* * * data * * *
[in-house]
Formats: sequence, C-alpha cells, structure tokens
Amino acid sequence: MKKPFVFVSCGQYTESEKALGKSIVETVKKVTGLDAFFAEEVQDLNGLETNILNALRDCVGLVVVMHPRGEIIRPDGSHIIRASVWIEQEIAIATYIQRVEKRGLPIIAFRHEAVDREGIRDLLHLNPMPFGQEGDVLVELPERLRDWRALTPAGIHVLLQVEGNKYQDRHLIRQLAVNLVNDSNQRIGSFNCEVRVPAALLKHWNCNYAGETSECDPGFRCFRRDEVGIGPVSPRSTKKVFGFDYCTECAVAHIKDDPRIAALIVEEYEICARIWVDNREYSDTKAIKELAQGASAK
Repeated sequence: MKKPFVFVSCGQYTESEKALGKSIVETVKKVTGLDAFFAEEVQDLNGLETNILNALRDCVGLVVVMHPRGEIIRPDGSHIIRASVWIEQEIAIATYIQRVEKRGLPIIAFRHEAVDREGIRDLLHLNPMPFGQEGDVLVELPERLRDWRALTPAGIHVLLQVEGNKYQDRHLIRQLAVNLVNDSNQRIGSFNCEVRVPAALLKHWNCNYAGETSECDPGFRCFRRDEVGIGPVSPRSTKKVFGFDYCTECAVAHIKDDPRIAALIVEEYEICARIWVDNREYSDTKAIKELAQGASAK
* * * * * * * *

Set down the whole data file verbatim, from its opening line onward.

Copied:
[in-house]
Formats: sequence, C-alpha cells, structure tokens
Amino acid sequence: MKKPFVFVSCGQYTESEKALGKSIVETVKKVTGLDAFFAEEVQDLNGLETNILNALRDCVGLVVVMHPRGEIIRPDGSHIIRASVWIEQEIAIATYIQRVEKRGLPIIAFRHEAVDREGIRDLLHLNPMPFGQEGDVLVELPERLRDWRALTPAGIHVLLQVEGNKYQDRHLIRQLAVNLVNDSNQRIGSFNCEVRVPAALLKHWNCNYAGETSECDPGFRCFRRDEVGIGPVSPRSTKKVFGFDYCTECAVAHIKDDPRIAALIVEEYEICARIWVDNREYSDTKAIKELAQGASAK
Repeated sequence: MKKPFVFVSCGQYTESEKALGKSIVETVKKVTGLDAFFAEEVQDLNGLETNILNALRDCVGLVVVMHPRGEIIRPDGSHIIRASVWIEQEIAIATYIQRVEKRGLPIIAFRHEAVDREGIRDLLHLNPMPFGQEGDVLVELPERLRDWRALTPAGIHVLLQVEGNKYQDRHLIRQLAVNLVNDSNQRIGSFNCEVRVPAALLKHWNCNYAGETSECDPGFRCFRRDEVGIGPVSPRSTKKVFGFDYCTECAVAHIKDDPRIAALIVEEYEICARIWVDNREYSDTKAIKELAQGASAK